Hybrid, Heirloom, Organic, OP and GM Seeds: What’s the Difference?
As you pine over the numerous seed catalogs that have been showing up in your mailbox, it can be confusing to know exactly which types of seeds are best for your garden. Here’s a quick lowdown to deciphering the different types of seeds available and some common terms to keep in mind while picking out your varieties:
This is a true seed that has been around for at least 50 years, most likely a lot longer. Heirloom seeds are usually open-pollinated, meaning that wind or insects fertilize the seed. They’ll breed true to their parent plants, so if you harvest seeds and replant them you will get the same variety. Heirlooms are key to having a truly sustainable garden, since you won’t have to buy seeds every year and can actually save a ton of money this way.
Not to be confused with GM (genetically modified) seeds, hybrids are naturally bred for beneficial characteristics such as disease and insect resistance, new flower types, improved vitamin content in vegetables and grains, and many other characteristics. The downside with hybrids is that their seed doesn’t resemble the parent plant, so you cannot reliably save their seeds, but they are usually easier to grow since they have been bred for their favorable traits.
Organic seeds are grown, saved, and stored without the use of synthetic fertilizers, pesticides, antibiotics, food additives, irradiation, and biosolids in your food. Organic seeds can be heirloom and/or hybrid, but are never genetically modified. When shopping for seeds, choosing organic is definitely the safest way to go and a good way to keep GMOs and pesticides off your plate and out of your garden.
Open-pollinated is a natural process where seeds are pollinated in an isolated area by bees or the wind, creating a next generation plant that is true to the parent plant. If an open-pollinated seed is allowed to cross-pollinate with another open-pollinated variety of the same species, the next generation seed will produce a hybrid.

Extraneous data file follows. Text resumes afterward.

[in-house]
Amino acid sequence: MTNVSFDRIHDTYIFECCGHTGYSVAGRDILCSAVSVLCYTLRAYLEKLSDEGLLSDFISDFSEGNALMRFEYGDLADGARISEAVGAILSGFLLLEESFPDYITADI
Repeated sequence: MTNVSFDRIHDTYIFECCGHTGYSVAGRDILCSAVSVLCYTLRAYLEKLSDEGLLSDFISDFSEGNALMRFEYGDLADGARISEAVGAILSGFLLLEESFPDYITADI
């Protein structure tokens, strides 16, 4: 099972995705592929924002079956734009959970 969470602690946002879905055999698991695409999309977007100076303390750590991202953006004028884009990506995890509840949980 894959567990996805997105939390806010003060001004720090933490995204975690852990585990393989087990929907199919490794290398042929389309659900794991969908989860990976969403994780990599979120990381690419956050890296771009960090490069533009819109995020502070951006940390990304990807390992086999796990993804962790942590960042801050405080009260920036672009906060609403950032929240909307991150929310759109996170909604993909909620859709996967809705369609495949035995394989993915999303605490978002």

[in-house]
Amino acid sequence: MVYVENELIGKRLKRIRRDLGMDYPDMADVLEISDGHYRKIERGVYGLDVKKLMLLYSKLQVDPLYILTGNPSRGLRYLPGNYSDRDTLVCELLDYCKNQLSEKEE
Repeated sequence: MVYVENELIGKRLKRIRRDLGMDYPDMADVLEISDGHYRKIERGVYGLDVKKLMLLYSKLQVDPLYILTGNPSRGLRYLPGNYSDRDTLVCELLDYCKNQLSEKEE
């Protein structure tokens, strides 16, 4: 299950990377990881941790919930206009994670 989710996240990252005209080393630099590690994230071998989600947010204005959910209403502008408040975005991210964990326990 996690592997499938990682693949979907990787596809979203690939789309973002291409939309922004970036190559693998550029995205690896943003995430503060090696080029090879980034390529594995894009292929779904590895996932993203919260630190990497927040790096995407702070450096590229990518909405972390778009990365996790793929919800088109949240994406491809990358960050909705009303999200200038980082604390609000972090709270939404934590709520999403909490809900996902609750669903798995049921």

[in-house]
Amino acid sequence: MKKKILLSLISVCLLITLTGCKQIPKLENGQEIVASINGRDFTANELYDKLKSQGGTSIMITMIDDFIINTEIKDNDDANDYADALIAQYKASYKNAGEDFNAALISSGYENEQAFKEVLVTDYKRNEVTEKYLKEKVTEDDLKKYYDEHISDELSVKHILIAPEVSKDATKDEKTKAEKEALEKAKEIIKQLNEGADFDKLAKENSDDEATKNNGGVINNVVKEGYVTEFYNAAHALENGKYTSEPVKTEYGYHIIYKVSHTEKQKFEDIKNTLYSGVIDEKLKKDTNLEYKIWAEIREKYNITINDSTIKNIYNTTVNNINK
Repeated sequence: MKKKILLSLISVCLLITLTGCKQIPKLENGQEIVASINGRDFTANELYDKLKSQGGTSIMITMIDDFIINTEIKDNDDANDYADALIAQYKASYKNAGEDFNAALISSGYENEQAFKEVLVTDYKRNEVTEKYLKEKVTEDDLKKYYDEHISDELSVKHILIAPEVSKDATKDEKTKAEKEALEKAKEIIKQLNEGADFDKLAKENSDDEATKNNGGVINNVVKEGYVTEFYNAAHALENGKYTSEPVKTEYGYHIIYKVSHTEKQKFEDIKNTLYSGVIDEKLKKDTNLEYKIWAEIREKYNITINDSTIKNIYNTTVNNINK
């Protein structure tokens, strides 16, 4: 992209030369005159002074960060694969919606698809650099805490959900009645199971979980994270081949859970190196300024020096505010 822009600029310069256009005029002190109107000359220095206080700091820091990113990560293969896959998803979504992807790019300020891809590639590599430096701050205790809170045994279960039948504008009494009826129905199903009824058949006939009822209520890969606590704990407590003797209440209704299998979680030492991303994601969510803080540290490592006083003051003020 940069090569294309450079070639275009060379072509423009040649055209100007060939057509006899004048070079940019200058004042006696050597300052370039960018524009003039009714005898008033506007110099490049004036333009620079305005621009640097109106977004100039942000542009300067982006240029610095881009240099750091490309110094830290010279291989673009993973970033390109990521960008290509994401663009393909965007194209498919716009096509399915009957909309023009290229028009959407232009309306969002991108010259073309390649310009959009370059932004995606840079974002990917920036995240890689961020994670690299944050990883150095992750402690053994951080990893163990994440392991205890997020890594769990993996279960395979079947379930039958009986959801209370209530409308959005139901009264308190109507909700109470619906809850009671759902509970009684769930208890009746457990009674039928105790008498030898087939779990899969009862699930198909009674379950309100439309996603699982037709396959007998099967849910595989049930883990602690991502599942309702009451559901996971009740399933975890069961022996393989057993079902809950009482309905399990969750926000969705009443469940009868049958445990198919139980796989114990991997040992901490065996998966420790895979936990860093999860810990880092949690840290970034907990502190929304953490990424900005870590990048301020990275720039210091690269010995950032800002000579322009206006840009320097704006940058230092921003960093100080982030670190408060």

Genetically Modified Seeds
Genetically Modified (GM) seeds are created when a scientist inserts genetic material from another plant or species to add a characteristic that is not naturally there. GM seeds were developed in the 1970s specifically to be resistant to Roundup—a dangerous pesticide that is produced by Monsanto, the company that patents GM crops (see the connection?). Man-made and controversial, more studies are coming out showing the irreversible health and environmental effects GM crops are having on people and animals as they enter the food supply, but until they are outlawed, we are the guinea pigs. And that’s one more reason to grow your own food.
More than 200 seed companies have taken the Safe Seed Pledge, confirming that they will not knowingly sell GM seeds to farmers and home gardeners. Check your favorite seed catalog to see if they have taken the pledge, or go here to check out the full list.
When shopping for seeds, choosing organic is definitely the safest way to go and a good way to keep GMOs and pesticides off your plate and out of your garden.”
Heirlooms: Variety, Flavor and Nutrition
Of all the types of seeds, heirloom seeds are my favorite to grow for so many reasons. First, the variety is unmatched. From purple carrots to striped beans, heirloom varieties offer an amazing array of flavors, sizes, textures and colors just not found in your supermarket. Why grow the standard red when you can grow a tasty Green Zebra, a Cherokee purple, or the majestic 2-pound Pineapple tomato with its tie-dye hues? Heirlooms also have an amazing flavor that is unlike anything you’ll find in conventional produce. These old world varieties remind us of what vegetables used to taste like before the mass industrialization of food came into play.
According to the article in National Geographic, 90% of the vegetable varieties within the US are now extinct—growing heirlooms are a great way to preserve the flavor, sustainability and legacy of these unique varieties for generations to come.
Are you already picking out your seeds for this year’s garden?
Photo Credit: Robyn Jasko
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